An article which ran on CNBC.com on Wednesday May 8th had the following key points:
You can read the entire article here: www.cnbc.com/2019/05/08/techs-next-big-disruption-could-be-delaying-death.html
The intention of this article was to alert investors to an opportunity. If this becomes a reality, it isn't just the stock prices of these companies that will be increasing, but the contributions of all sponsors of defined benefit plans! The longer people live to collect their pensions, the more sponsors will have to contribute to fund for them. So this article is great news for us as humans, but potentially not so great for DB plan sponsors. (Another concern though is for those without DB plans, living to 100 could result in outliving the amounts saved in a 401(k), IRA or similar arrangement.)
Many of you will have heard me say this before - we as a society are spending a lot of time and money to prolong our life expectancy. Not just with amazing new drugs to treat disease and other illness, but also things like knee and hip replacement technology. A friend who just recently had a pace-maker inserted, and it was considered minimally invasive and he is expected to be released from the hospital one day after the surgery, and be back at work two days after that! The advances we have to not only prolong, but improve, our lives is hard to believe sometimes.
What this means for sponsors of defined benefit LOSAPs is that if predictions like this come true, costs will continue to rise. Here in New York State, it is time that the State Law is amended to increase the defined contribution plan benefits to be competitive with the DB plans. This would allow sponsors to move away from DB plans with these types of risks.
There is a lot of very good information available from the State of New York regarding government spending. Financial data for each type of government is available for download and review.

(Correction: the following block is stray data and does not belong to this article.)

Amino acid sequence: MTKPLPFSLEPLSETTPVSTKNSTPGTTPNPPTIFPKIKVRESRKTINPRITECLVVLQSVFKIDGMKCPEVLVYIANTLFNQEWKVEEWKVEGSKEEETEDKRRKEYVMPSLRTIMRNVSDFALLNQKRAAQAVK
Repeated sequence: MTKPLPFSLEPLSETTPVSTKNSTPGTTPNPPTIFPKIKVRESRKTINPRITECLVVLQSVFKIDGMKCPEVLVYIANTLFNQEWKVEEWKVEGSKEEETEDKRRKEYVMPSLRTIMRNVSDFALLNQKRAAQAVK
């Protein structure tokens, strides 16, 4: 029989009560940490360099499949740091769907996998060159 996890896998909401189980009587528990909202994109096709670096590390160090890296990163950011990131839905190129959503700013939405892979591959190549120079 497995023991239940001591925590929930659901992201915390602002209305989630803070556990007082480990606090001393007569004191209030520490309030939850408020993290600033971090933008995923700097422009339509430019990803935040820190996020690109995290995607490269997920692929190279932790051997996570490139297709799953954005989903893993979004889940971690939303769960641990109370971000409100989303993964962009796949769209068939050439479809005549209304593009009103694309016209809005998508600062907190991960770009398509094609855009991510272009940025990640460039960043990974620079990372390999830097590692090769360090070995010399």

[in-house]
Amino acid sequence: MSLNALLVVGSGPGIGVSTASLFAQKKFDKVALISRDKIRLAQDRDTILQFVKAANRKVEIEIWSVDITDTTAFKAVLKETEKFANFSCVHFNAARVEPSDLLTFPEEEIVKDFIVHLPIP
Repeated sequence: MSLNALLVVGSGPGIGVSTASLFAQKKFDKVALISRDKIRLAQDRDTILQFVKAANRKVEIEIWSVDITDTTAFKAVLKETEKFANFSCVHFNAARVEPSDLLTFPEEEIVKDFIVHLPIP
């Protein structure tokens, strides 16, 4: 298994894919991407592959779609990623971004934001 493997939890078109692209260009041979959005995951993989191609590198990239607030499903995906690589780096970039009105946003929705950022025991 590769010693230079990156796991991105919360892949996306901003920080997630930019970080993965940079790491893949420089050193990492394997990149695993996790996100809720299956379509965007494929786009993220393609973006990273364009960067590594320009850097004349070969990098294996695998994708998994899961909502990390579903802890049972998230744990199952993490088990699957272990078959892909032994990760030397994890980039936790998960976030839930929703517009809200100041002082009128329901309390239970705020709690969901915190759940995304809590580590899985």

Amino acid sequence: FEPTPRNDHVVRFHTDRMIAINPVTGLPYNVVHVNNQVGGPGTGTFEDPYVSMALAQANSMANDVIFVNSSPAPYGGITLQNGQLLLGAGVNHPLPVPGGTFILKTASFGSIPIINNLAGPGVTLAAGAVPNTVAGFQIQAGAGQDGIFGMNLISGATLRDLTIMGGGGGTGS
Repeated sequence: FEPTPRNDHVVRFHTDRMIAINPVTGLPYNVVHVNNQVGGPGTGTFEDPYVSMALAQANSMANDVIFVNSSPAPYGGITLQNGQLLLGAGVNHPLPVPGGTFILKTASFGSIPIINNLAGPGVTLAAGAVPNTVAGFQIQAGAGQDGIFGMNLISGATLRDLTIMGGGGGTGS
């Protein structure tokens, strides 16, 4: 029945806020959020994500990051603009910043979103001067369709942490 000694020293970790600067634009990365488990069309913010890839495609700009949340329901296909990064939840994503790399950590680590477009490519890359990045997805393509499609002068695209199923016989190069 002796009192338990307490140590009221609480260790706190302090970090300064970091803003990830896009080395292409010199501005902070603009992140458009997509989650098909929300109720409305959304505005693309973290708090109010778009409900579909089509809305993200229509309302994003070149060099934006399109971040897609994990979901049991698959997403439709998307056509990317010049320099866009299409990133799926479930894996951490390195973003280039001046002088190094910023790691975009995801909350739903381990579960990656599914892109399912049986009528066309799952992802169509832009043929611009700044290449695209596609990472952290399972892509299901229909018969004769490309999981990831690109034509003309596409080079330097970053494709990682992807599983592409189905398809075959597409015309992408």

The LOSAP expenditure falls under the group heading of Employee Benefits. The specific category is labeled LOSAP/Miscellaneous, and I am unsure what type of expense falls under Miscellaneous. The data for towns is suspect, as many towns that I know sponsor a LOSAP are not reporting a LOSAP expense. This is likely because they group that expense into Fire Protection, so it is not being separately identified. Villages and cities appear to have well populated data, but I also haven't spent a lot of time analyzing it. But villages have many expenses other than fire protection, and I'd have to really dig into the numbers to try and isolate how the LOSAP expenditure compares to the overall cost of fire protection.
So to start I'm going to focus on fire districts, since they only provide fire protection.
There are 397 fire districts that report a LOSAP/Miscellaneous expense. As a percentage of total expenditures, the average is about 11% of total expenditures. The median is about 10%. As a percentage of revenue, the average LOSAP expense is about 10.5%, with the median still around 10%.
So on average, a fire district is spending about 10% to 11% of the total budget on LOSAP. More digging will have to be done to try and get more detailed with these numbers, as we'll need to pull together information from various sources. It would be interesting to see additional breakout of DB vs DC plans, and perhaps by county.